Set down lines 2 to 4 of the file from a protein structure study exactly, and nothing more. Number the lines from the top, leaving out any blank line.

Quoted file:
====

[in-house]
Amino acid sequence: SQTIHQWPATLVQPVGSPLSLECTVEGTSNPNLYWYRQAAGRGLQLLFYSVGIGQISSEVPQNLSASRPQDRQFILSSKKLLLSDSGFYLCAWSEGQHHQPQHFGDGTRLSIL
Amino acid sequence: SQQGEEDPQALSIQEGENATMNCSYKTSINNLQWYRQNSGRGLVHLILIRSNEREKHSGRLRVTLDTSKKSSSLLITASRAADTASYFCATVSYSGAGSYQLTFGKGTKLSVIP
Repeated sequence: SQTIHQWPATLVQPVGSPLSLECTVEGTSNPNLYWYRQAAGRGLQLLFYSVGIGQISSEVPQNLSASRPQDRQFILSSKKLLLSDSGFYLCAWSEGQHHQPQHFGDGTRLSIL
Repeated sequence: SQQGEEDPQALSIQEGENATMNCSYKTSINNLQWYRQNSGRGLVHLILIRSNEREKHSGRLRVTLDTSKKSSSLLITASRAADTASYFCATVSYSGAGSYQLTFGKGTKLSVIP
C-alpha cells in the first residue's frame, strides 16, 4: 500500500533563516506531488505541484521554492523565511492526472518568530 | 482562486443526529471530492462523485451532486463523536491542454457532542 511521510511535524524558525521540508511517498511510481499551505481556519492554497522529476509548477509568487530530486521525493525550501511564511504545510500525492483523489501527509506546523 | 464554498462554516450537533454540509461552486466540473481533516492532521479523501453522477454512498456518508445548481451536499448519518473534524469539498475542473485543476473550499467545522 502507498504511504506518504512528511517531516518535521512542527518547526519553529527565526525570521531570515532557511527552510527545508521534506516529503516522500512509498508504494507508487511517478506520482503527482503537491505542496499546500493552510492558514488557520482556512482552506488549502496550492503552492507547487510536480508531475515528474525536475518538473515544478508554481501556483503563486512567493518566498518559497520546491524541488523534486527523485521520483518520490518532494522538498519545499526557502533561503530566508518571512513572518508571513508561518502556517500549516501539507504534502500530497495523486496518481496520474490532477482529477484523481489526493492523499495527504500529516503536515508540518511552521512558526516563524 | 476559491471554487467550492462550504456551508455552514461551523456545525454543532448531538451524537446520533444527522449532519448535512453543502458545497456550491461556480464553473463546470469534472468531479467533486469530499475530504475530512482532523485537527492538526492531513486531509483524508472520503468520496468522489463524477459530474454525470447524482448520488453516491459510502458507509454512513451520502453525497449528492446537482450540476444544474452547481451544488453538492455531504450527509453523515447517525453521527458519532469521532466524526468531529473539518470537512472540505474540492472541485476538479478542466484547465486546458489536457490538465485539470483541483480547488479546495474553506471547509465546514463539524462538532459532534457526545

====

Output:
Amino acid sequence: SQTIHQWPATLVQPVGSPLSLECTVEGTSNPNLYWYRQAAGRGLQLLFYSVGIGQISSEVPQNLSASRPQDRQFILSSKKLLLSDSGFYLCAWSEGQHHQPQHFGDGTRLSIL
Amino acid sequence: SQQGEEDPQALSIQEGENATMNCSYKTSINNLQWYRQNSGRGLVHLILIRSNEREKHSGRLRVTLDTSKKSSSLLITASRAADTASYFCATVSYSGAGSYQLTFGKGTKLSVIP
Repeated sequence: SQTIHQWPATLVQPVGSPLSLECTVEGTSNPNLYWYRQAAGRGLQLLFYSVGIGQISSEVPQNLSASRPQDRQFILSSKKLLLSDSGFYLCAWSEGQHHQPQHFGDGTRLSIL